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Last week, I shared photos from the water and water front in Bristol and explained the phrase “ship-shape and Bristol fashion.” This week, the photos are from our main reason for visiting Bristol — the SS Great Britain, engineered by Isambard Kingdom Brunel with ground-breaking innovations when it was launched in 1843.

SS Great Britain

The SS Great Britain, now returned to the dry dock where it was built.

The ship is in dry dock, but there’s a transparent surface covered with water. From the top, that gives the illusion that the boat is floating. From underneath, well, it’s like being in a magical watery world.

SS Great Britain

The largest iron hull in the world in 1843.

Brunel built the Great Western Railway from London to the western shore of England. He thought of his steam ships as a continuation of the railway — a method to transport people and goods all the way to America.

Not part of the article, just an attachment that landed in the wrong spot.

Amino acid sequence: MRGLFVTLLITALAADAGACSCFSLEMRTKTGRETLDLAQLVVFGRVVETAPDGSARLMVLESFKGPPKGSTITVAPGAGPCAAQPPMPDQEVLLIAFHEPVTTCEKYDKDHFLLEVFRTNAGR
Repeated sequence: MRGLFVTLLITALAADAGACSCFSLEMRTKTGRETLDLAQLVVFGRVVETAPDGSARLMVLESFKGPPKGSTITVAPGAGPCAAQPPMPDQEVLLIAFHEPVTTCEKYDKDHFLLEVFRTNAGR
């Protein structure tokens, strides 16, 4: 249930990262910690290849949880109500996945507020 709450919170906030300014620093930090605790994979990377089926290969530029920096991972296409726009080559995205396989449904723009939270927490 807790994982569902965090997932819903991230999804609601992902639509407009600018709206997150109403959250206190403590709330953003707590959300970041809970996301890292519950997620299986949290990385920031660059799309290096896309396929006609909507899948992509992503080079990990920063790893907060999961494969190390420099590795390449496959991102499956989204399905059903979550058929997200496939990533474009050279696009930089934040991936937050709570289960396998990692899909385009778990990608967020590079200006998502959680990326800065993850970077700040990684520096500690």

SS Great Britain

The lower level of the steam engine

The SS Great Britain was a great place to learn a lot of world history. The ship operated in a variety of capacities from 1843 to 1937 and traveled around the world 32 times. I love how museums like this, featuring one thing, still manage to tell such a big story of the world.

More photos from Bristol on my Flickr photostream.





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Brunel’s SS Great Britain #BriFri #Photos — 2 Comments

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